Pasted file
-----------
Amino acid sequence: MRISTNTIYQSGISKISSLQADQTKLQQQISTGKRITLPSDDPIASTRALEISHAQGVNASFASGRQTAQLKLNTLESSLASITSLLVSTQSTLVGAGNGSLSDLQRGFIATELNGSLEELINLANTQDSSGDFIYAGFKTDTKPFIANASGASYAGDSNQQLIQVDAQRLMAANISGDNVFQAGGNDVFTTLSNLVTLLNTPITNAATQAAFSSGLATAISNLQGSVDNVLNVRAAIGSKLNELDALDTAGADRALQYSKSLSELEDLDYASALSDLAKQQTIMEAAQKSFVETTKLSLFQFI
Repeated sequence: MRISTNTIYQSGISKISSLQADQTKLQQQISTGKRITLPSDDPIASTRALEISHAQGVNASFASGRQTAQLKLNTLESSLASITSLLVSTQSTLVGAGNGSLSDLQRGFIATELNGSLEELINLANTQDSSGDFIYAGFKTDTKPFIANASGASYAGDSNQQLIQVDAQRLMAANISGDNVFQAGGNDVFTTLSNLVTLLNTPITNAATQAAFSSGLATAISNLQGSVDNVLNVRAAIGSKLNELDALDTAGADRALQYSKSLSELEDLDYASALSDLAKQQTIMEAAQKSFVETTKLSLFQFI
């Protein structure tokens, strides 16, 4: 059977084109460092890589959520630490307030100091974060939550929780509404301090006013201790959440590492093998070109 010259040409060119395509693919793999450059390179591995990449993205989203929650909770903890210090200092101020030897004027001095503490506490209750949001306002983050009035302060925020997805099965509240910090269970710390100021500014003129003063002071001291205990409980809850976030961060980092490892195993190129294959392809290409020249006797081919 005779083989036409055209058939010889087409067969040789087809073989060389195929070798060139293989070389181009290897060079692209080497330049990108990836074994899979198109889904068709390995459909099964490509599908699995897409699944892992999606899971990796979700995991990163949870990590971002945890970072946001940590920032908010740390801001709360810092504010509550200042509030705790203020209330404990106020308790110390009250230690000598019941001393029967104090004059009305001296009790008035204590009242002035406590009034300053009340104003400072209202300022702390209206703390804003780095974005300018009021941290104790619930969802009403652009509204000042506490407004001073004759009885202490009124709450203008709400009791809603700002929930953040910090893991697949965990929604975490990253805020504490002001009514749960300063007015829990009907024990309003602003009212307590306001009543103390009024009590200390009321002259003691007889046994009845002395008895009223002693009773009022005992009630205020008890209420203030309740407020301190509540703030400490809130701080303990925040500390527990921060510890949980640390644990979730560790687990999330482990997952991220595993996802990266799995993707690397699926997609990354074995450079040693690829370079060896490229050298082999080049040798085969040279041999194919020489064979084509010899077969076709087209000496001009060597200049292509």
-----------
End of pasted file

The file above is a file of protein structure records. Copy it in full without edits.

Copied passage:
Amino acid sequence: MRISTNTIYQSGISKISSLQADQTKLQQQISTGKRITLPSDDPIASTRALEISHAQGVNASFASGRQTAQLKLNTLESSLASITSLLVSTQSTLVGAGNGSLSDLQRGFIATELNGSLEELINLANTQDSSGDFIYAGFKTDTKPFIANASGASYAGDSNQQLIQVDAQRLMAANISGDNVFQAGGNDVFTTLSNLVTLLNTPITNAATQAAFSSGLATAISNLQGSVDNVLNVRAAIGSKLNELDALDTAGADRALQYSKSLSELEDLDYASALSDLAKQQTIMEAAQKSFVETTKLSLFQFI
Repeated sequence: MRISTNTIYQSGISKISSLQADQTKLQQQISTGKRITLPSDDPIASTRALEISHAQGVNASFASGRQTAQLKLNTLESSLASITSLLVSTQSTLVGAGNGSLSDLQRGFIATELNGSLEELINLANTQDSSGDFIYAGFKTDTKPFIANASGASYAGDSNQQLIQVDAQRLMAANISGDNVFQAGGNDVFTTLSNLVTLLNTPITNAATQAAFSSGLATAISNLQGSVDNVLNVRAAIGSKLNELDALDTAGADRALQYSKSLSELEDLDYASALSDLAKQQTIMEAAQKSFVETTKLSLFQFI
């Protein structure tokens, strides 16, 4: 059977084109460092890589959520630490307030100091974060939550929780509404301090006013201790959440590492093998070109 010259040409060119395509693919793999450059390179591995990449993205989203929650909770903890210090200092101020030897004027001095503490506490209750949001306002983050009035302060925020997805099965509240910090269970710390100021500014003129003063002071001291205990409980809850976030961060980092490892195993190129294959392809290409020249006797081919 005779083989036409055209058939010889087409067969040789087809073989060389195929070798060139293989070389181009290897060079692209080497330049990108990836074994899979198109889904068709390995459909099964490509599908699995897409699944892992999606899971990796979700995991990163949870990590971002945890970072946001940590920032908010740390801001709360810092504010509550200042509030705790203020209330404990106020308790110390009250230690000598019941001393029967104090004059009305001296009790008035204590009242002035406590009034300053009340104003400072209202300022702390209206703390804003780095974005300018009021941290104790619930969802009403652009509204000042506490407004001073004759009885202490009124709450203008709400009791809603700002929930953040910090893991697949965990929604975490990253805020504490002001009514749960300063007015829990009907024990309003602003009212307590306001009543103390009024009590200390009321002259003691007889046994009845002395008895009223002693009773009022005992009630205020008890209420203030309740407020301190509540703030400490809130701080303990925040500390527990921060510890949980640390644990979730560790687990999330482990997952991220595993996802990266799995993707690397699926997609990354074995450079040693690829370079060896490229050298082999080049040798085969040279041999194919020489064979084509010899077969076709087209000496001009060597200049292509």